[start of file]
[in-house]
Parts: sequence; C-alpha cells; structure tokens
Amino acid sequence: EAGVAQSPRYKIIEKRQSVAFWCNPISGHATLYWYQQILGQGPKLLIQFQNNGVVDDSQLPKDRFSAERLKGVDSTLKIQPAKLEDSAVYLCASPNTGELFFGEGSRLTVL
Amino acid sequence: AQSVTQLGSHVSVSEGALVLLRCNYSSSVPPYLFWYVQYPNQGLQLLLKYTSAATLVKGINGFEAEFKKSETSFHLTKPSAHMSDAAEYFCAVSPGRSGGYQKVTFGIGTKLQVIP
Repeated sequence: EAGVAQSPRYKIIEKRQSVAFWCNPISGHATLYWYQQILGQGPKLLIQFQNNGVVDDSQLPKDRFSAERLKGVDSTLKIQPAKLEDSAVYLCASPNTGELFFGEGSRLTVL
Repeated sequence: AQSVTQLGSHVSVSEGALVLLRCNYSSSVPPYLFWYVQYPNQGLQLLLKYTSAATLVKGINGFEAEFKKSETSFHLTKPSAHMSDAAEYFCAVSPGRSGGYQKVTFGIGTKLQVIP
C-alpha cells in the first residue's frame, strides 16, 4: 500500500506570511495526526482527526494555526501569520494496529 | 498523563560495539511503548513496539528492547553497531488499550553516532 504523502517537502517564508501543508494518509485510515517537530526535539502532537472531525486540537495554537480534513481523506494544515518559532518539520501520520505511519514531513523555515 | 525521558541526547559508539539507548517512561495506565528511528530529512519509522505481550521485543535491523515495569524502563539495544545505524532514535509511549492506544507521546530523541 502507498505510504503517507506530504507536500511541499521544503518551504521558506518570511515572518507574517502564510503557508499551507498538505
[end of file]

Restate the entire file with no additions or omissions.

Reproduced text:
[in-house]
Parts: sequence; C-alpha cells; structure tokens
Amino acid sequence: EAGVAQSPRYKIIEKRQSVAFWCNPISGHATLYWYQQILGQGPKLLIQFQNNGVVDDSQLPKDRFSAERLKGVDSTLKIQPAKLEDSAVYLCASPNTGELFFGEGSRLTVL
Amino acid sequence: AQSVTQLGSHVSVSEGALVLLRCNYSSSVPPYLFWYVQYPNQGLQLLLKYTSAATLVKGINGFEAEFKKSETSFHLTKPSAHMSDAAEYFCAVSPGRSGGYQKVTFGIGTKLQVIP
Repeated sequence: EAGVAQSPRYKIIEKRQSVAFWCNPISGHATLYWYQQILGQGPKLLIQFQNNGVVDDSQLPKDRFSAERLKGVDSTLKIQPAKLEDSAVYLCASPNTGELFFGEGSRLTVL
Repeated sequence: AQSVTQLGSHVSVSEGALVLLRCNYSSSVPPYLFWYVQYPNQGLQLLLKYTSAATLVKGINGFEAEFKKSETSFHLTKPSAHMSDAAEYFCAVSPGRSGGYQKVTFGIGTKLQVIP
C-alpha cells in the first residue's frame, strides 16, 4: 500500500506570511495526526482527526494555526501569520494496529 | 498523563560495539511503548513496539528492547553497531488499550553516532 504523502517537502517564508501543508494518509485510515517537530526535539502532537472531525486540537495554537480534513481523506494544515518559532518539520501520520505511519514531513523555515 | 525521558541526547559508539539507548517512561495506565528511528530529512519509522505481550521485543535491523515495569524502563539495544545505524532514535509511549492506544507521546530523541 502507498505510504503517507506530504507536500511541499521544503518551504521558506518570511515572518507574517502564510503557508499551507498538505